$7-Million Morgan Stanley Trio Ousted over Passwords Joins Stifel
Leaders of a large Morgan Stanley team in Cincinnati who were forced out last week for logging into their customers’ retirement accounts at other firms have landed quickly at a rival firm.
Todd Haacke, Todd A. Hicks and Jeffrey Scheper—whose Todd Group produced around $7 million in annual revenue, according to a reliable source—joined Stifel Financial Group’s Stifel, Nicolaus on Friday, one day after they voluntarily resigned while “under internal review for advising clients on retirement accounts held away from the firm,” according to their BrokerCheck records.
Their departure illustrates the sensitivity of firms to privacy regulations and laws, but also shows that some firms are less rigid if brokers provide convincing context for their activity. The Todd Group brokers had received outside account access credentials with the permission of their clients, according to a source at St. Louis-based Stifel, who spoke on condition of anonymity.
Morgan Stanley, for its part, put at least two of the advisers on leave of absence when it got wind of their activities.
“We are writing to inform you about recent personnel changes affecting the management of your Morgan Stanley account and to provide an important reminder about maintaining the security about your account information, both at Morgan Stanley and other financial institutions,” Ohio Valley Complex Manager Rusty Clark wrote in a January 3 letter to a client reviewed by AdvisorHub that referred them to other advisors and said that Haacke and Hicks were on leave.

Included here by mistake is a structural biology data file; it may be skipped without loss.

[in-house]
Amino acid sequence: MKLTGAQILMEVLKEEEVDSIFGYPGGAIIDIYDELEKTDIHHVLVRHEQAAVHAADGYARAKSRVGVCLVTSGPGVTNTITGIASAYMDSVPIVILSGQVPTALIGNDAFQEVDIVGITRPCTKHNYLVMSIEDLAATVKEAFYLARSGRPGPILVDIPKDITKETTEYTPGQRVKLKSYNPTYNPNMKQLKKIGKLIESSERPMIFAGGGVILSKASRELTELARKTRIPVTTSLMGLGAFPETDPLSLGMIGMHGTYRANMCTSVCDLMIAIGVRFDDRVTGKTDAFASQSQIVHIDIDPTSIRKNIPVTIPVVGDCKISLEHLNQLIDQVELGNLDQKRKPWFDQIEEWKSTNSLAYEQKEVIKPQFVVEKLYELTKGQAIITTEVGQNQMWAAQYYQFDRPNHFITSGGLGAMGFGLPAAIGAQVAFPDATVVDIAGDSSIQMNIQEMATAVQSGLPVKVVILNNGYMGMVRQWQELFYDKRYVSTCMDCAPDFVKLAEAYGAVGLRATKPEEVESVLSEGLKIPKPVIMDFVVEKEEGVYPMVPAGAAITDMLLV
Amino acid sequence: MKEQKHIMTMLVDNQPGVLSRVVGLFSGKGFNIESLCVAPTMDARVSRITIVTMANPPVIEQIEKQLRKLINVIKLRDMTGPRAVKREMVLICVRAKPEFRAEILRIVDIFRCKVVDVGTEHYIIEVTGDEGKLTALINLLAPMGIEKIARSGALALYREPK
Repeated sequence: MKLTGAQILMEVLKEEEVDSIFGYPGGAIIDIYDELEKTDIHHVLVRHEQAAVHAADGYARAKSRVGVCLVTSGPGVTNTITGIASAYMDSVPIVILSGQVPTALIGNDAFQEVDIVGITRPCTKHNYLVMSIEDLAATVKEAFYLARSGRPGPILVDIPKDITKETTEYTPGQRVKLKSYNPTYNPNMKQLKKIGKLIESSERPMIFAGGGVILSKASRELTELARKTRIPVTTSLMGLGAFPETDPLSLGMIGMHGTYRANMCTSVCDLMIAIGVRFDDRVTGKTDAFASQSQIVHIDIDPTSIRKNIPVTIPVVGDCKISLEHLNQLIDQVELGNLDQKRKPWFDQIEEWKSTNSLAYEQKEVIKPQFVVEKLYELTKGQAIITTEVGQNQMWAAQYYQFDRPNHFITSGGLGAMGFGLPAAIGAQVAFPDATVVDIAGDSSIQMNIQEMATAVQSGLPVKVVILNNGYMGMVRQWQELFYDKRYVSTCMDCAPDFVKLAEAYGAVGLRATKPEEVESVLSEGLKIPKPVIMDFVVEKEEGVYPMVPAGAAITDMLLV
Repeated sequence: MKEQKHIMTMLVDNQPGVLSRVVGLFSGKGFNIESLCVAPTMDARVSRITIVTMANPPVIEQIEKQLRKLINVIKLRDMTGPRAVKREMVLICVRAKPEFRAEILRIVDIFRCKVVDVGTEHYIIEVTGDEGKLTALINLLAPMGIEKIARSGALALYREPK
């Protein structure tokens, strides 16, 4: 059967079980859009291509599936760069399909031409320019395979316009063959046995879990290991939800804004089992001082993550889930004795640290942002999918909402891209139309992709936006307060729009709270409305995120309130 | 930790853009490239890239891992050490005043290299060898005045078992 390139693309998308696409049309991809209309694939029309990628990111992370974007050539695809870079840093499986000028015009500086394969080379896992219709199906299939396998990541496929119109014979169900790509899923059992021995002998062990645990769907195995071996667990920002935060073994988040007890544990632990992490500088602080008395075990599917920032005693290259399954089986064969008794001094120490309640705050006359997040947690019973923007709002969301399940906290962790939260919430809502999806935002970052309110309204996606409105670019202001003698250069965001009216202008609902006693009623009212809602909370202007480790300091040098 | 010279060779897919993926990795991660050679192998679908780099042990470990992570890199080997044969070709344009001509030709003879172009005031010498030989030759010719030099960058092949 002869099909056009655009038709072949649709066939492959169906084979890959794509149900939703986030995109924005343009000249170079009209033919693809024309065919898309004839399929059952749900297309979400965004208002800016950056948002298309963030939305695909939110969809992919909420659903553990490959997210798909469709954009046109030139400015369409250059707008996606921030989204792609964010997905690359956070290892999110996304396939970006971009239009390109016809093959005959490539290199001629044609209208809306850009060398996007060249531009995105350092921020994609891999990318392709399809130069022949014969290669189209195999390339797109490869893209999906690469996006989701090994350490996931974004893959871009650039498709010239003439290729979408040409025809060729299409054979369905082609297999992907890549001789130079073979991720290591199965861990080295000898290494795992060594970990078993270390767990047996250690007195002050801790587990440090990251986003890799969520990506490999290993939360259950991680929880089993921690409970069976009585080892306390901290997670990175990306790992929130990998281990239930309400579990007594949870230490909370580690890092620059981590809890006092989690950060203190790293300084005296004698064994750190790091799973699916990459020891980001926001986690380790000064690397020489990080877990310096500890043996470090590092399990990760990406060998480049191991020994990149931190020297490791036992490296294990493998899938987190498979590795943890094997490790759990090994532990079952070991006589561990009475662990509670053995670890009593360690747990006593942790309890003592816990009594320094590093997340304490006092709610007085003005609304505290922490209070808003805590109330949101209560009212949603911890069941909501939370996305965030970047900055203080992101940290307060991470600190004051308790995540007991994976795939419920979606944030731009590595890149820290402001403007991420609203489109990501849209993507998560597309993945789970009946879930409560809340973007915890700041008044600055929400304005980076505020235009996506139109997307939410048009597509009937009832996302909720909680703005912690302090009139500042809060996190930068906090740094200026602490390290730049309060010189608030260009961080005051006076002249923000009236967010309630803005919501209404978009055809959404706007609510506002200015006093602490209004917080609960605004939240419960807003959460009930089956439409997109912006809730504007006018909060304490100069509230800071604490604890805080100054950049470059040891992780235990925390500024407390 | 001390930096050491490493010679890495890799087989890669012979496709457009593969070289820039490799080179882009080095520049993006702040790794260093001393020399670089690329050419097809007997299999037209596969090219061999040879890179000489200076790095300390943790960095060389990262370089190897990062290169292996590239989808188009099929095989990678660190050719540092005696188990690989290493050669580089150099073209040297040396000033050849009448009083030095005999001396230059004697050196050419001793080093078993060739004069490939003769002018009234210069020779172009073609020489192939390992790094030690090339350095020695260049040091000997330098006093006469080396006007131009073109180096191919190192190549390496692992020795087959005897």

“Your user name and password for access to any online accounts…should never be shared with anyone else, including your financial advisors.”
While large and small firms have long urged advisors to track and attract outside customer assets, they are also sensitive to the Securities and Exchange Commission’s Regulation S-P and Finra enforcement of violations of the privacy rule.
Haacke, who had spent his 24-year career as a broker with Morgan Stanley and its Smith Barney predecessor, declined to comment. Hicks and Scheper, who similarly worked at both firms, did not respond to requests for comment.
A Morgan Stanley spokeswoman declined comment.
A Stifel spokesman confirmed the hires, saying that their former team had been managing around $800 million of client assets at Morgan Stanley. He declined to comment on the held-away account allegations.
In the letter to their clients, Morgan Stanley’s Clark referred them to the team’s fourth advisor, William “Chip” Wagner, or to three business and risk managers at the branch and Cincinnati-area complex.
“The Firm recognizes the challenges and complexities that individuals often face in managing their wealth and planning for retirement,” the complex manager wrote. He also urged them to create new passwords and keep them confidential if they had shared them with the brokers.
Haacke joined Smith Barney in July 2002 at the start of his brokerage career, according to BrokerCheck, and had not had a mark on his record prior to his January 10 “separation” notice since mid-2003.
Hicks spent the first three-and-a-half years of his career at Hibbard Brown, Westfield Financial and H.J. Meyers—each of which have been expelled by regulators—prior to joining Smith Barney in May 1995, according to his BrokerCheck record. Scheper began his 11-year registered broker career at Smith Barney in 2007. Neither have reported disclosures, aside from their January 10 dismissals.